EyeofCassandra

Widowed/Bereaved

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You are defining significant other as a full, intimate one?

Also, by lost, I assume you mean dead, correct?

A...

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7 hours ago, Selene said:

You are defining significant other as a full, intimate one?

Also, by lost, I assume you mean dead, correct?

A...

Yes. I am defining the relationship as any intimate one. It does not have to be a marriage but I am wondering about how people have gotten through the death of an intimate partner and how long that process took.

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Nathaniel Branden remarried 20 months after his wife died in a drowning accident. He went through a year of hell. After a year of that he and his future wife checked into a motel/hotel for 24 hours. No TV--remove the TV. All meals brought to the room. No cell phones. Sex is okay. Sleep too. One person talks and the other listens without interruption. When you talk you cannot attack the other person. Then the other person talks--something to do with them that's important--or seems to be. After 12 hours or so one may think that's enough. Nope. You keep doing this for the whole 24 hours. Nathaniel thought every couple could benefit by doing this exercise once a year or if there seemed to be an acute need for it.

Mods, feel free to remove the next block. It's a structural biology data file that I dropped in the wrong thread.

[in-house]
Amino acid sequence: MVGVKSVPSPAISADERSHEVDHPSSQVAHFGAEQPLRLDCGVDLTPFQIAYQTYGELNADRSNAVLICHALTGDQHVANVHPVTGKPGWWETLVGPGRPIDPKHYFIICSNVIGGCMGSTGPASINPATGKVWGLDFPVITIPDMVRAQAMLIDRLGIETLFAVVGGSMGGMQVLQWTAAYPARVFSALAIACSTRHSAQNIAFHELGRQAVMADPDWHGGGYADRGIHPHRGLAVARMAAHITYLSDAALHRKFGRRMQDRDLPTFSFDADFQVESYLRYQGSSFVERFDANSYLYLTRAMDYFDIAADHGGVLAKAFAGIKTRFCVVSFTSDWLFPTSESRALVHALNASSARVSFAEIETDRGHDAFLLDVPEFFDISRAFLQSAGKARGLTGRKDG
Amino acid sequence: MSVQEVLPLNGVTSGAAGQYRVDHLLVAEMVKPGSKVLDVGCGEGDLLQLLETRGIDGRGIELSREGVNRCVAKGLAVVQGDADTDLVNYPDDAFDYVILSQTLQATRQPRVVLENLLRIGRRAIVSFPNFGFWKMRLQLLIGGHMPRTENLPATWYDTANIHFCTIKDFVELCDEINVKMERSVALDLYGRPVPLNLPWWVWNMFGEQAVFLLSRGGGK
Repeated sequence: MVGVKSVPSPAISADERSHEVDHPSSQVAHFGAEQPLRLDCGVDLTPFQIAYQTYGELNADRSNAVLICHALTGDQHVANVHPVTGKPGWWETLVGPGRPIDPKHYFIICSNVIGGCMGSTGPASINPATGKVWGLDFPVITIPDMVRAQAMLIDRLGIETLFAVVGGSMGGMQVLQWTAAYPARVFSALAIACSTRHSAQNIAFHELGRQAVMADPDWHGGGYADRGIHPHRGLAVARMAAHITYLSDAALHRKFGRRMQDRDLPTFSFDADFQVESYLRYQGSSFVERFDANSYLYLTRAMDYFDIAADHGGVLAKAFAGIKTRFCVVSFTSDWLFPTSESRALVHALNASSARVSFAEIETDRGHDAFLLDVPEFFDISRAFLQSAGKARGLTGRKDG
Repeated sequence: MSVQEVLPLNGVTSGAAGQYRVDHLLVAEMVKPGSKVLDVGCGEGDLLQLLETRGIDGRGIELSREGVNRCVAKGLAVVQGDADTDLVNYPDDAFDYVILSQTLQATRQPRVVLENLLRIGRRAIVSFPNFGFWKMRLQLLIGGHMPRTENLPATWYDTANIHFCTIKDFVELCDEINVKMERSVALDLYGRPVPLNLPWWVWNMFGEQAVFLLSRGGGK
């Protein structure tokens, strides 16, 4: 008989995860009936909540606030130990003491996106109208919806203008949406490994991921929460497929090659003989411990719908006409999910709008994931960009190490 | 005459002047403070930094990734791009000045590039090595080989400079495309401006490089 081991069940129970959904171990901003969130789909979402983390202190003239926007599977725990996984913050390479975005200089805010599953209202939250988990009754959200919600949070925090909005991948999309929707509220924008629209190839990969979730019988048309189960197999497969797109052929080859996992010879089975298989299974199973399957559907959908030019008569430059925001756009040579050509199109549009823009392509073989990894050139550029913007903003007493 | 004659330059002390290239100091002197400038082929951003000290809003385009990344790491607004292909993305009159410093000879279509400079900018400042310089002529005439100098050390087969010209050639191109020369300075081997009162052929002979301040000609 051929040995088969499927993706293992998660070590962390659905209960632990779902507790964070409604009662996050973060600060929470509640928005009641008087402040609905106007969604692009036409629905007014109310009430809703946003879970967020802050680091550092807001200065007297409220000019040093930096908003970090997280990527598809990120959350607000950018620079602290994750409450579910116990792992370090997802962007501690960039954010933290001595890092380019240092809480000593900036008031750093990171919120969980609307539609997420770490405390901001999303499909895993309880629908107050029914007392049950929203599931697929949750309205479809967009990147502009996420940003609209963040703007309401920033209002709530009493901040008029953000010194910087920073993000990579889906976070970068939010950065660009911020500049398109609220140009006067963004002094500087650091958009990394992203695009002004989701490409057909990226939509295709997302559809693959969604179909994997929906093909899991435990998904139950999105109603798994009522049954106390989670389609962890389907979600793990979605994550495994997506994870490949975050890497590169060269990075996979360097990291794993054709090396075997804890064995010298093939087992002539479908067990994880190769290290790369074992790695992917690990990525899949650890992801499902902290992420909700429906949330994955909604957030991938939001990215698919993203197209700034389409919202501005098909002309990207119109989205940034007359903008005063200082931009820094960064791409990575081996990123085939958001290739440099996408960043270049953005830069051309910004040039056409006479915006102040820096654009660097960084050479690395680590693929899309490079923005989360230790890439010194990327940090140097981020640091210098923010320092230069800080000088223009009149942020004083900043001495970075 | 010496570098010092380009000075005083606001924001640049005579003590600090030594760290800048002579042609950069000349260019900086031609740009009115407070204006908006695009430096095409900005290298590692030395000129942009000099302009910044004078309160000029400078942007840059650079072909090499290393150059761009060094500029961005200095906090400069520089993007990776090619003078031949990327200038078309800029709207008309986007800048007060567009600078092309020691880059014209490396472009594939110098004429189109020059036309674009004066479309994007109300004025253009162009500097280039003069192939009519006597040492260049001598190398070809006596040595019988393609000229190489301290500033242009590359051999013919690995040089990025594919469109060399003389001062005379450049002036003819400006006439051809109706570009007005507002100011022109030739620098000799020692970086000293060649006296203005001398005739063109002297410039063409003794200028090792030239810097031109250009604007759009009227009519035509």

Some people never transcend the tragedy.

You have to decide to live your life going forward or looking back.

Mourn for a year and go from there. Maybe a year isn't enough.

You'll need to meet someone who can help pull you out of your situation. You need a social existence.

--Brant

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Folks:

I heard this author interviewed for over an hour and have recommended it to a few friends/clients who have suffered a lose.

They found it very helpful.

Quote